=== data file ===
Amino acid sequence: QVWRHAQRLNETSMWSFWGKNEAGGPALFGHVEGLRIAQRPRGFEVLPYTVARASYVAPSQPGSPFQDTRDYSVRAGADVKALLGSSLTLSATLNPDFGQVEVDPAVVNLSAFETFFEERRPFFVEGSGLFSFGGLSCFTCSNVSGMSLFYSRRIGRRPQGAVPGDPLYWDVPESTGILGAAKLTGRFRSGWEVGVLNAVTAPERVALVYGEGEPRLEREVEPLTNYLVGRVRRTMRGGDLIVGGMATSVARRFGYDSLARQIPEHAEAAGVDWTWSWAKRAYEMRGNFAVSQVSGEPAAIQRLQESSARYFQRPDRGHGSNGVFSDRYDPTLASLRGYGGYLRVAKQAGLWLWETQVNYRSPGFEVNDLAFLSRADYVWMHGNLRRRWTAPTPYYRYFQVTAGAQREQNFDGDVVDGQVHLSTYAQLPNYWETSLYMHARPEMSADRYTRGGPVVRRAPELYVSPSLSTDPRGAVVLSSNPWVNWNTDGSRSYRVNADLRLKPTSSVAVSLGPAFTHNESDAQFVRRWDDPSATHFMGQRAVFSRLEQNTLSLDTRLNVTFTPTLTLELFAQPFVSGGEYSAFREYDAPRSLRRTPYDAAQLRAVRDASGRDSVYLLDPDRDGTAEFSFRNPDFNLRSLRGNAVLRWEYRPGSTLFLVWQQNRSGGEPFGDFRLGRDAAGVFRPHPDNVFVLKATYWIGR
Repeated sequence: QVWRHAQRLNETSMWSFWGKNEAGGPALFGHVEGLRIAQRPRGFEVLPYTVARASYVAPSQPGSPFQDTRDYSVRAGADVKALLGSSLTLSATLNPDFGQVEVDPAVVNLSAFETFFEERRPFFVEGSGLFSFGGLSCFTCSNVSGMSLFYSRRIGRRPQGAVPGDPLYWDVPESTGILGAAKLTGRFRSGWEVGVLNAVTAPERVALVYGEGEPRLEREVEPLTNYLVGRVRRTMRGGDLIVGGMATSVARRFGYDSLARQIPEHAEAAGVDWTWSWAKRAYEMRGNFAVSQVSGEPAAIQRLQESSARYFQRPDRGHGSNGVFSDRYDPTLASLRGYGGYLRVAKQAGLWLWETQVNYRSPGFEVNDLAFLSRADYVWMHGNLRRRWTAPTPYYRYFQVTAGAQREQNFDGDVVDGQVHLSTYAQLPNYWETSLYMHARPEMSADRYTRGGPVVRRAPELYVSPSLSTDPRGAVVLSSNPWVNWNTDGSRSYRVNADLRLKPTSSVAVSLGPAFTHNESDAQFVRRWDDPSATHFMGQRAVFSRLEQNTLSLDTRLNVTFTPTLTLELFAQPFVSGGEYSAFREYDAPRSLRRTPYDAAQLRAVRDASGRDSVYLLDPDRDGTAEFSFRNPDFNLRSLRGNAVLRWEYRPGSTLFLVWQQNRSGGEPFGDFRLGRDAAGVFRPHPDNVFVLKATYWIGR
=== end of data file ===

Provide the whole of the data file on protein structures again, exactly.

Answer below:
Amino acid sequence: QVWRHAQRLNETSMWSFWGKNEAGGPALFGHVEGLRIAQRPRGFEVLPYTVARASYVAPSQPGSPFQDTRDYSVRAGADVKALLGSSLTLSATLNPDFGQVEVDPAVVNLSAFETFFEERRPFFVEGSGLFSFGGLSCFTCSNVSGMSLFYSRRIGRRPQGAVPGDPLYWDVPESTGILGAAKLTGRFRSGWEVGVLNAVTAPERVALVYGEGEPRLEREVEPLTNYLVGRVRRTMRGGDLIVGGMATSVARRFGYDSLARQIPEHAEAAGVDWTWSWAKRAYEMRGNFAVSQVSGEPAAIQRLQESSARYFQRPDRGHGSNGVFSDRYDPTLASLRGYGGYLRVAKQAGLWLWETQVNYRSPGFEVNDLAFLSRADYVWMHGNLRRRWTAPTPYYRYFQVTAGAQREQNFDGDVVDGQVHLSTYAQLPNYWETSLYMHARPEMSADRYTRGGPVVRRAPELYVSPSLSTDPRGAVVLSSNPWVNWNTDGSRSYRVNADLRLKPTSSVAVSLGPAFTHNESDAQFVRRWDDPSATHFMGQRAVFSRLEQNTLSLDTRLNVTFTPTLTLELFAQPFVSGGEYSAFREYDAPRSLRRTPYDAAQLRAVRDASGRDSVYLLDPDRDGTAEFSFRNPDFNLRSLRGNAVLRWEYRPGSTLFLVWQQNRSGGEPFGDFRLGRDAAGVFRPHPDNVFVLKATYWIGR
Repeated sequence: QVWRHAQRLNETSMWSFWGKNEAGGPALFGHVEGLRIAQRPRGFEVLPYTVARASYVAPSQPGSPFQDTRDYSVRAGADVKALLGSSLTLSATLNPDFGQVEVDPAVVNLSAFETFFEERRPFFVEGSGLFSFGGLSCFTCSNVSGMSLFYSRRIGRRPQGAVPGDPLYWDVPESTGILGAAKLTGRFRSGWEVGVLNAVTAPERVALVYGEGEPRLEREVEPLTNYLVGRVRRTMRGGDLIVGGMATSVARRFGYDSLARQIPEHAEAAGVDWTWSWAKRAYEMRGNFAVSQVSGEPAAIQRLQESSARYFQRPDRGHGSNGVFSDRYDPTLASLRGYGGYLRVAKQAGLWLWETQVNYRSPGFEVNDLAFLSRADYVWMHGNLRRRWTAPTPYYRYFQVTAGAQREQNFDGDVVDGQVHLSTYAQLPNYWETSLYMHARPEMSADRYTRGGPVVRRAPELYVSPSLSTDPRGAVVLSSNPWVNWNTDGSRSYRVNADLRLKPTSSVAVSLGPAFTHNESDAQFVRRWDDPSATHFMGQRAVFSRLEQNTLSLDTRLNVTFTPTLTLELFAQPFVSGGEYSAFREYDAPRSLRRTPYDAAQLRAVRDASGRDSVYLLDPDRDGTAEFSFRNPDFNLRSLRGNAVLRWEYRPGSTLFLVWQQNRSGGEPFGDFRLGRDAAGVFRPHPDNVFVLKATYWIGR